An estimated 600 stillbirths annually could be prevented if maternity units adopt national best practice according to an independent evaluation, which includes University of Manchester experts
Clinical improvements such as better monitoring of a baby’s growth and movement in pregnancy, as well as better monitoring in labour, means that maternity staff have helped save more than 160 babies’ lives across 19 maternity units, according to an independent evaluation due to be published today
The detailed report shows that stillbirths fell by a fifth at the maternity units where national guidance, known as the Saving Babies Lives Care Bundle, had been implemented. The best practice guidance is now being introduced across the country and has the potential if these findings were replicated, to prevent an estimated 600 stillbirths.
The Saving Babies Lives Care Bundle is part of ambitious plans by NHS England to make maternity care safer and more personal.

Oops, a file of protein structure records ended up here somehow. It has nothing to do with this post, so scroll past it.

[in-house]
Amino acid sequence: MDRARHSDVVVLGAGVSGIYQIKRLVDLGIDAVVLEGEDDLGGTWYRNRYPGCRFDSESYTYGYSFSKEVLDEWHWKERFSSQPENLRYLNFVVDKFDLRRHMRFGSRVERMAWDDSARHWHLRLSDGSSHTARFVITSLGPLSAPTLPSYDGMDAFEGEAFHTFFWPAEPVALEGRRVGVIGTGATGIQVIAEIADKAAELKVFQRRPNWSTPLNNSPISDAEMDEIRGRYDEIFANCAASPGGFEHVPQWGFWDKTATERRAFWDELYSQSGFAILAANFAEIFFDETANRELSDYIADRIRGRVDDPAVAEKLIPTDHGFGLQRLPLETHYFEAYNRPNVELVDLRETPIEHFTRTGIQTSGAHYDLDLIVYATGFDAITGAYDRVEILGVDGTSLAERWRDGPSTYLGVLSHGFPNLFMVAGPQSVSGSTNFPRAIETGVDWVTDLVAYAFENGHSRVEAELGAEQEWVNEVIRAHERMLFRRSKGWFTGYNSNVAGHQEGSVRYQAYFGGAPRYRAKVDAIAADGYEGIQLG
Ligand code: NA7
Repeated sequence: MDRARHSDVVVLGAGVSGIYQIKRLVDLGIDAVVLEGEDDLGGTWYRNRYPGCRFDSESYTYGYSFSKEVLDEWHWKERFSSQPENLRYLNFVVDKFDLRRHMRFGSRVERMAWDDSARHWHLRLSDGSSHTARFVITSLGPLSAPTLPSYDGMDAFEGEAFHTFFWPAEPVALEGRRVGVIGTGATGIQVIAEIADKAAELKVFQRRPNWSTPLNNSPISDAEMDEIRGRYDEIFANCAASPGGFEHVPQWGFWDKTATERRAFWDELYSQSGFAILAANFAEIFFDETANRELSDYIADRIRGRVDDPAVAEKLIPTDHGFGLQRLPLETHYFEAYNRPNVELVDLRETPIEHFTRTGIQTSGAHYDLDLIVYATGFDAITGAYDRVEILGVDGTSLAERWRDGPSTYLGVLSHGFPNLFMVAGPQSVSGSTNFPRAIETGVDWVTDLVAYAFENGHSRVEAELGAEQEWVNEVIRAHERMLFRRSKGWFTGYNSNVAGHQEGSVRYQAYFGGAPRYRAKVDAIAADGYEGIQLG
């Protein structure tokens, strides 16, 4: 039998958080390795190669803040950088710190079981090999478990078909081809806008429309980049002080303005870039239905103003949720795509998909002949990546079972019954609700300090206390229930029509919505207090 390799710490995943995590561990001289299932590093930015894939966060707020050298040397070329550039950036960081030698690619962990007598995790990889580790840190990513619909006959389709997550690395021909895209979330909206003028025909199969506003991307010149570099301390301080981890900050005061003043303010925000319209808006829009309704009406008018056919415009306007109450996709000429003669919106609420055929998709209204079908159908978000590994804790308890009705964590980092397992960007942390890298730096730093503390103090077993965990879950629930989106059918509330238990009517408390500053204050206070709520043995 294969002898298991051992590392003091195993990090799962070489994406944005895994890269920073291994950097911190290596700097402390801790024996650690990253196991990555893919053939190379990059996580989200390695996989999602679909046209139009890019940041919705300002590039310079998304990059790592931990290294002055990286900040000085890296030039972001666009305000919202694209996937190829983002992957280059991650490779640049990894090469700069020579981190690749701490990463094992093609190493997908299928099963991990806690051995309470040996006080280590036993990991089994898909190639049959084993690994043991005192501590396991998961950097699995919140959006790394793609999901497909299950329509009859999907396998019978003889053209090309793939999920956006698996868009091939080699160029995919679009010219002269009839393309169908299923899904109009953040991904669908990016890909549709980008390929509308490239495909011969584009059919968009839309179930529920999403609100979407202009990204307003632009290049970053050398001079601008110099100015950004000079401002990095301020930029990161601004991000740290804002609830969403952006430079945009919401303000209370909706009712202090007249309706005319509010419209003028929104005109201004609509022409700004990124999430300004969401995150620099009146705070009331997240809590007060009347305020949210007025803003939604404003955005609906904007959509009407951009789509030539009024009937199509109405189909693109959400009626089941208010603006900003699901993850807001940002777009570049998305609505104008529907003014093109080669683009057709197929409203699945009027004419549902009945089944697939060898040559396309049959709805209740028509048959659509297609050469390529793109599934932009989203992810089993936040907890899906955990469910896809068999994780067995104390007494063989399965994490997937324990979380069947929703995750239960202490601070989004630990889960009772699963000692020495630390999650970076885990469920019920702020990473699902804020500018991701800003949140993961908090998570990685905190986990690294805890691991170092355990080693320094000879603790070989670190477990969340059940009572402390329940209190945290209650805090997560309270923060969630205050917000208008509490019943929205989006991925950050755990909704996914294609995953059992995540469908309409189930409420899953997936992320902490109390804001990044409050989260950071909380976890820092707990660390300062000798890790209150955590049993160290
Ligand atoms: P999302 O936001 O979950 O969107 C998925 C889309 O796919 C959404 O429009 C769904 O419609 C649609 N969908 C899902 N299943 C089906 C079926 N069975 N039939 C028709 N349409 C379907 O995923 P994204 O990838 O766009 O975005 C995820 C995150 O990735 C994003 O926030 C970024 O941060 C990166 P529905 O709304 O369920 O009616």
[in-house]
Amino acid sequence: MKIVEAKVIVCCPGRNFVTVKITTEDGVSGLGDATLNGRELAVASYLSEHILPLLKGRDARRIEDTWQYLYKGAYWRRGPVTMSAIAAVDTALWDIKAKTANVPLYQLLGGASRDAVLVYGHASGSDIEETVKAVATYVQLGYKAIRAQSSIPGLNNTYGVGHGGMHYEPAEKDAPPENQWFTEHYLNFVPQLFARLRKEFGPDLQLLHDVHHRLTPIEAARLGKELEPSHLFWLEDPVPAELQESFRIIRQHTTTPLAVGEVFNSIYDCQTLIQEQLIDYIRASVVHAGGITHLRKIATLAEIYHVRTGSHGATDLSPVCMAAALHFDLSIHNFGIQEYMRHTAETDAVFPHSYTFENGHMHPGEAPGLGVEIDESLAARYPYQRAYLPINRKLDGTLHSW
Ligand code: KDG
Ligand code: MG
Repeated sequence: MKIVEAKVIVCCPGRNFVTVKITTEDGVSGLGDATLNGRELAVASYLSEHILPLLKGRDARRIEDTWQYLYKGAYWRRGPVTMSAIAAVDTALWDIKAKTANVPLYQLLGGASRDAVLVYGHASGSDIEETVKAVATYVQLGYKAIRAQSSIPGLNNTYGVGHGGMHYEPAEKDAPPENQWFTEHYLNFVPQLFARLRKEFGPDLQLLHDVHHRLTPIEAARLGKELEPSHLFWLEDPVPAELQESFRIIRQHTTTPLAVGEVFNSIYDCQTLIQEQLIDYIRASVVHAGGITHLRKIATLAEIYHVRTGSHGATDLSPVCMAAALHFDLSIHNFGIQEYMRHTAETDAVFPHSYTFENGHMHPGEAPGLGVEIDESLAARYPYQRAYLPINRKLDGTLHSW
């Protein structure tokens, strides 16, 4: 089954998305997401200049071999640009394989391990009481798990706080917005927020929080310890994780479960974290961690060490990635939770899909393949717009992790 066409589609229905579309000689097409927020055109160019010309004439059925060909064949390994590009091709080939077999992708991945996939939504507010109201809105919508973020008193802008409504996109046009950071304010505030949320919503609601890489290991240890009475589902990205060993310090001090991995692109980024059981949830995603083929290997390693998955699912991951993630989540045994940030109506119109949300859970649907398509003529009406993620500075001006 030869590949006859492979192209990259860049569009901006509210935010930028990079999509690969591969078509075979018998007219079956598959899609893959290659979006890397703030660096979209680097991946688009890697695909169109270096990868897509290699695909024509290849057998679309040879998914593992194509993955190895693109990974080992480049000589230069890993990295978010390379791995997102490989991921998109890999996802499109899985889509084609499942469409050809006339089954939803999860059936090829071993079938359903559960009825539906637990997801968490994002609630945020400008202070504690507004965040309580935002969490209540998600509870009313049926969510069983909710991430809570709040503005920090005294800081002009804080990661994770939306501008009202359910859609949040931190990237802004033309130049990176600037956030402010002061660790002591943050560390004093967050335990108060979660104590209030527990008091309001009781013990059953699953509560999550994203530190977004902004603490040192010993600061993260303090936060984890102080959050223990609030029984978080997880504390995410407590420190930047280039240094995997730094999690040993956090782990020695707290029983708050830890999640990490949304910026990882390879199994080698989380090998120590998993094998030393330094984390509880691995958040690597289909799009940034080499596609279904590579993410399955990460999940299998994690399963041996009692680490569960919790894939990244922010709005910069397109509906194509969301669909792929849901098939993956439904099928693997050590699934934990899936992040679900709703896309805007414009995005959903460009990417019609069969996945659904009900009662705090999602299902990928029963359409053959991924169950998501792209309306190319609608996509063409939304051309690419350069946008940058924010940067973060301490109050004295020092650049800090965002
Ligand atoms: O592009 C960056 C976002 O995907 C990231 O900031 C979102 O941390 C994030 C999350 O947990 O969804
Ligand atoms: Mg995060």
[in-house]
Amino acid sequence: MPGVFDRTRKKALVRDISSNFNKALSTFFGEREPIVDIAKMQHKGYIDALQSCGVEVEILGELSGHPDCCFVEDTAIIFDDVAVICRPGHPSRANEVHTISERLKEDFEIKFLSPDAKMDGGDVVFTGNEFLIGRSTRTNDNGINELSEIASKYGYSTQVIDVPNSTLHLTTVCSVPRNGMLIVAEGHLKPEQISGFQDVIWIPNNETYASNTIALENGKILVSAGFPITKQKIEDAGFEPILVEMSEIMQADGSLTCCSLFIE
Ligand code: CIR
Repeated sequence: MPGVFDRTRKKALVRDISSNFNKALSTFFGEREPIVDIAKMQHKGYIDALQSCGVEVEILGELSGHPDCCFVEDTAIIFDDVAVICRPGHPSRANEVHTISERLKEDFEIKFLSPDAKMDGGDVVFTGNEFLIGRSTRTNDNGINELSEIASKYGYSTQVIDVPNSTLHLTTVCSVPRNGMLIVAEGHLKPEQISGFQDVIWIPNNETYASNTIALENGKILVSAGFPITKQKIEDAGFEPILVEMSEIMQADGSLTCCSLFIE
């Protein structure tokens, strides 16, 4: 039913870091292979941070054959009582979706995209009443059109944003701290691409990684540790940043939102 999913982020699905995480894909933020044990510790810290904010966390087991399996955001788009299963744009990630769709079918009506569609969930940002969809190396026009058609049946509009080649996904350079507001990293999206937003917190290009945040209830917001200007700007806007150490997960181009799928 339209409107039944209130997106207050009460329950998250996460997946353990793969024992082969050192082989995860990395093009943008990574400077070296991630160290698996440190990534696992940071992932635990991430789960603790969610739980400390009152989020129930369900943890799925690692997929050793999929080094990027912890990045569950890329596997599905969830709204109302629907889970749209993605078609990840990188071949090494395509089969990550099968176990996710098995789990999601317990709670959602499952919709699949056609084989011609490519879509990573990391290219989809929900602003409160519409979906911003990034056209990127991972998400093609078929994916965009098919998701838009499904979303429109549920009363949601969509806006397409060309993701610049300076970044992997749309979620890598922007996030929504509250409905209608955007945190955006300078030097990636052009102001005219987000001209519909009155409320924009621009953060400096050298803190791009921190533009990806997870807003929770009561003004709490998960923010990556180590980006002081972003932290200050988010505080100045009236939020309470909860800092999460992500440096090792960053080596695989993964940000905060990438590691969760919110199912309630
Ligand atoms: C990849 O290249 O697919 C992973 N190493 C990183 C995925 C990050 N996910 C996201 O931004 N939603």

Dr Matthew Jolly, National Clinical Director for Maternity and Women’s Health at NHS England, said:
“These findings show significant progress in the reduction of stillbirth rates. This is thanks to the dedicated maternity staff who have developed and implemented the clinical measures we recommend as national best practice. We know more can be done to avoid the tragedy of stillbirth and as we develop the 10 year plan for the NHS, we want to build on the progress we’ve made to make maternity services in England among the safest in the world.”
Prof Alexander Heazell Professor of Obstetrics, University of Manchester, said:
“This large scale evaluation of the NHS England Saving Babies Lives Care Bundle shows that the interventions to reduce cigarette smoking, detect small for gestational age babies, inform women about reduced fetal movements and improve monitoring of babies during labour, have been increasingly implemented in the early adopter maternity units. Over the same time period stillbirths have fallen by 20%, meaning 161 fewer stillbirths in the participating units.
“This is an encouraging step towards achieving the UK government’s ambition of halving stillbirths by 2025. Importantly, this project has also highlighted areas which need further work – to reduce preterm birth and ensure that intervention is focussed on women and babies who require it. This project shows the importance of continually developing and evaluating the care we give to women and babies.”